Observatories of the Southwest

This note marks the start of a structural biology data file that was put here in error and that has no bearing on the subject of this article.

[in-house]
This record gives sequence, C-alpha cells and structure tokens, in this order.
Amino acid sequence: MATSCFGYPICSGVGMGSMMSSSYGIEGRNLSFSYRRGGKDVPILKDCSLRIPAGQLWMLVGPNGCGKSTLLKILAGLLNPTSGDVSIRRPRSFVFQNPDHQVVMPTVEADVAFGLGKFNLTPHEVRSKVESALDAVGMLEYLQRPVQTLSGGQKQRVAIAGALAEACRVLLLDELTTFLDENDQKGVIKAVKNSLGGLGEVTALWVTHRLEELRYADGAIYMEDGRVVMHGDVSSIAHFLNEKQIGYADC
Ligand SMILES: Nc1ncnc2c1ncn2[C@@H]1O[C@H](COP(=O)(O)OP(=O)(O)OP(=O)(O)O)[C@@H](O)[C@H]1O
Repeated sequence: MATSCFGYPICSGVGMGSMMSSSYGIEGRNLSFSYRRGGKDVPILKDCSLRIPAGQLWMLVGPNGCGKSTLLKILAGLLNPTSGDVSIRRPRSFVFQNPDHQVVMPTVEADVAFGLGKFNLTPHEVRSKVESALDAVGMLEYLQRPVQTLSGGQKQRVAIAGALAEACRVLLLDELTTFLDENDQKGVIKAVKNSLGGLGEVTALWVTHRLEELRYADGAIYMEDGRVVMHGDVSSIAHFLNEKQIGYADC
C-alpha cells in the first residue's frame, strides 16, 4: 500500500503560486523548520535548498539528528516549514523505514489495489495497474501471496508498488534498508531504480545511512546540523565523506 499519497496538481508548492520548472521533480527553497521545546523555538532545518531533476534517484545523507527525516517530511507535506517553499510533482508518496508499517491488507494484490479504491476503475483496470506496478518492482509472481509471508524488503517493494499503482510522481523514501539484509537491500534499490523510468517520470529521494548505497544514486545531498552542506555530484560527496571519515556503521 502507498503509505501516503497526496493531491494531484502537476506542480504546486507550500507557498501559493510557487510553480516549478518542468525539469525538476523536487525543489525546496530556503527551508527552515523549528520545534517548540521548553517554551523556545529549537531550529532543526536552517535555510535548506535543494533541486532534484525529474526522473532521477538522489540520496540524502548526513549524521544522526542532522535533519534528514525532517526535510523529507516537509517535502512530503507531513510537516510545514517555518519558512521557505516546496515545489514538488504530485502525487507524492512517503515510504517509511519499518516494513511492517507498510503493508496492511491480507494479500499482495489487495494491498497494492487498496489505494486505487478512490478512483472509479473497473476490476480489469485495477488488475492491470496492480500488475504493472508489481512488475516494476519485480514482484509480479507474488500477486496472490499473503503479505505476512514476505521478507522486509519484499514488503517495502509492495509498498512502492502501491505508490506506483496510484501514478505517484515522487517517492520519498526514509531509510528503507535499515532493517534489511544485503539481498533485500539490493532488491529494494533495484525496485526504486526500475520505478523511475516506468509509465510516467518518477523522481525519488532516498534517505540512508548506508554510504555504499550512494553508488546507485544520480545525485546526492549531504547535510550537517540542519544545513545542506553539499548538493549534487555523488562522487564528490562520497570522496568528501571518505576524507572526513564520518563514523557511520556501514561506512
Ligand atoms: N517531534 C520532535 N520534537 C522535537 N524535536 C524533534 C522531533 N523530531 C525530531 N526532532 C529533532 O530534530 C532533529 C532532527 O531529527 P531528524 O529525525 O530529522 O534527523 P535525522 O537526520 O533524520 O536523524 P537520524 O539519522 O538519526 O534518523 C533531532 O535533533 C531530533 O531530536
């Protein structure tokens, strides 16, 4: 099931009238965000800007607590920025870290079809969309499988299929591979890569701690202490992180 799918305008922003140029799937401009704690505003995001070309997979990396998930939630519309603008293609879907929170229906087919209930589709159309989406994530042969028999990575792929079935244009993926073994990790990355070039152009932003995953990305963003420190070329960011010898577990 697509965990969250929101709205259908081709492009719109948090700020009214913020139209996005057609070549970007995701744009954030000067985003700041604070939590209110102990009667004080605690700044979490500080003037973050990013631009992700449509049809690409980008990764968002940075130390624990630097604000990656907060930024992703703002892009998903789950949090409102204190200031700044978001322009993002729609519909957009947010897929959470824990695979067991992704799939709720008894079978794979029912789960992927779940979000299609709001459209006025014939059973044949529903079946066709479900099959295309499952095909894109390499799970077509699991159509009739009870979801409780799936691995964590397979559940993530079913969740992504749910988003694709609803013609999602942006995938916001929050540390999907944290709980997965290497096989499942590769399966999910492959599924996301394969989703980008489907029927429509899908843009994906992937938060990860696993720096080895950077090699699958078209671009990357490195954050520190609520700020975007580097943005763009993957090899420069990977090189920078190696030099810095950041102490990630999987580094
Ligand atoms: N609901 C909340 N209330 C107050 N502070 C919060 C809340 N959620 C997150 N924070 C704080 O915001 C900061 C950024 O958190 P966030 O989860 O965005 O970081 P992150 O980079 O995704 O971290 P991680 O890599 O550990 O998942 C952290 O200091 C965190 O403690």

A Guide for Curious Skywatchers A unique companion for travelers to the Southwest and a must for anyone fascinated with the role of these observatories in deepening our understanding of the universe, this book offers an in-depth look at each of these facilities and their features. Palomar Observatory, North San Diego County, California: Home of the 200-inch Hale Telescope, an incon of 20th century engineering prowess. Kitt Peak National Observatory, Land of the Tohono O'odham Nation, near Tucson, Arizona: Featuring the world's largest collection of research telescopes on one mountain. Lowell Observatory, Flagstaff, Arizona: One of the earliest scientific outposts in the Territory of Arizona, founded in 1894 and still fostering front-line research today. Fred Lawrence Whipple Observatory, Amado Arizona: From an iconic founder to the monolithic second-generation MMT telescope and a 340 million megapixel digital camera. National Radio Astronomy Observatory Very Large Array, Socorro, New Mexico: Using radio waves gathered by giant telescope dishes to explore the birthplaces of stars and planets and the environs of black holes. The Observatories of Sacramento Peak, Sunspot, New Mexico: Pioneering solar studies and the site of the most comprehensive sky survey to date. McDonald Observatory, Fort Davis, Texas: Powerful telescopes and spectrographs help assemble the story of how chemical elements are made and dispersed throughout the universe. Mount Graham International Observatory, near Safford, Arizona: Showcasing the Large Binocular Telescope, whose twin mirrors on one mount combine to give it more light-gathering power than any other telescope in the world.